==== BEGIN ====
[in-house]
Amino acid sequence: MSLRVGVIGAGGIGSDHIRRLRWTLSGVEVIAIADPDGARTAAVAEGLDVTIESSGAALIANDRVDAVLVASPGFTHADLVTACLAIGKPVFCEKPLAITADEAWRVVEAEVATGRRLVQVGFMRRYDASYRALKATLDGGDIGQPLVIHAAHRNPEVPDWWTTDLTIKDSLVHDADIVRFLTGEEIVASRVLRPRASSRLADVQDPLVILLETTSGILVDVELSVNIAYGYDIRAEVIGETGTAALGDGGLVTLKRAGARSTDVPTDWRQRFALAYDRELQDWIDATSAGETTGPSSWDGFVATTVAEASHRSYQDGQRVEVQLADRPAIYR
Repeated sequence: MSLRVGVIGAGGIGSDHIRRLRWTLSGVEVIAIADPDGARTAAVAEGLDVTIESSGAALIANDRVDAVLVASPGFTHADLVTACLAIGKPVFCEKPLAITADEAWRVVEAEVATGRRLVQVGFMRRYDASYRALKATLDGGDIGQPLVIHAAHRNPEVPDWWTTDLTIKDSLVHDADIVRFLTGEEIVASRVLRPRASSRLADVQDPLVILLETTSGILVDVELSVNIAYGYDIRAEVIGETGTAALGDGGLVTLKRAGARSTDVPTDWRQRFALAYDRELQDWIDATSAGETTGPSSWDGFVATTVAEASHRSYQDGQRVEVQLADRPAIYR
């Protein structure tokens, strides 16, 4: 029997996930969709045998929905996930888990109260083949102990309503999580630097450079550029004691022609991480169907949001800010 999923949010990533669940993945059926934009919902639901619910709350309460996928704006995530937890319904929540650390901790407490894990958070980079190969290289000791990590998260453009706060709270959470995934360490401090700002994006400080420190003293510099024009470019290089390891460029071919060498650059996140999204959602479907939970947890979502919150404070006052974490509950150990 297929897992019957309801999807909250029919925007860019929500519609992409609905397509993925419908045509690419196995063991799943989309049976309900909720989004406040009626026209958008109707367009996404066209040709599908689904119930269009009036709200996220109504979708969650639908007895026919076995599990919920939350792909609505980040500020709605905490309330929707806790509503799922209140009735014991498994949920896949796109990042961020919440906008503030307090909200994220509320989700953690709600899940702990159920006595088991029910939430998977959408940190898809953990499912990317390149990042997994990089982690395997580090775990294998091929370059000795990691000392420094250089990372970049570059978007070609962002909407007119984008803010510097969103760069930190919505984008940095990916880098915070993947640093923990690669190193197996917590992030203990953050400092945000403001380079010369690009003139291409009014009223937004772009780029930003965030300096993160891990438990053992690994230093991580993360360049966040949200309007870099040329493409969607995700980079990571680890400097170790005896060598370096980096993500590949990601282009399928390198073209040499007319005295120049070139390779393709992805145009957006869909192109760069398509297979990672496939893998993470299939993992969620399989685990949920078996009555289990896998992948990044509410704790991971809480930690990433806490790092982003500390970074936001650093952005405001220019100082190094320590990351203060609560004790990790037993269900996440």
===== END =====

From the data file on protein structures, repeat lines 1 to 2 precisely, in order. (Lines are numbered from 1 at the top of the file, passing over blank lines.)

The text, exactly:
[in-house]
Amino acid sequence: MSLRVGVIGAGGIGSDHIRRLRWTLSGVEVIAIADPDGARTAAVAEGLDVTIESSGAALIANDRVDAVLVASPGFTHADLVTACLAIGKPVFCEKPLAITADEAWRVVEAEVATGRRLVQVGFMRRYDASYRALKATLDGGDIGQPLVIHAAHRNPEVPDWWTTDLTIKDSLVHDADIVRFLTGEEIVASRVLRPRASSRLADVQDPLVILLETTSGILVDVELSVNIAYGYDIRAEVIGETGTAALGDGGLVTLKRAGARSTDVPTDWRQRFALAYDRELQDWIDATSAGETTGPSSWDGFVATTVAEASHRSYQDGQRVEVQLADRPAIYR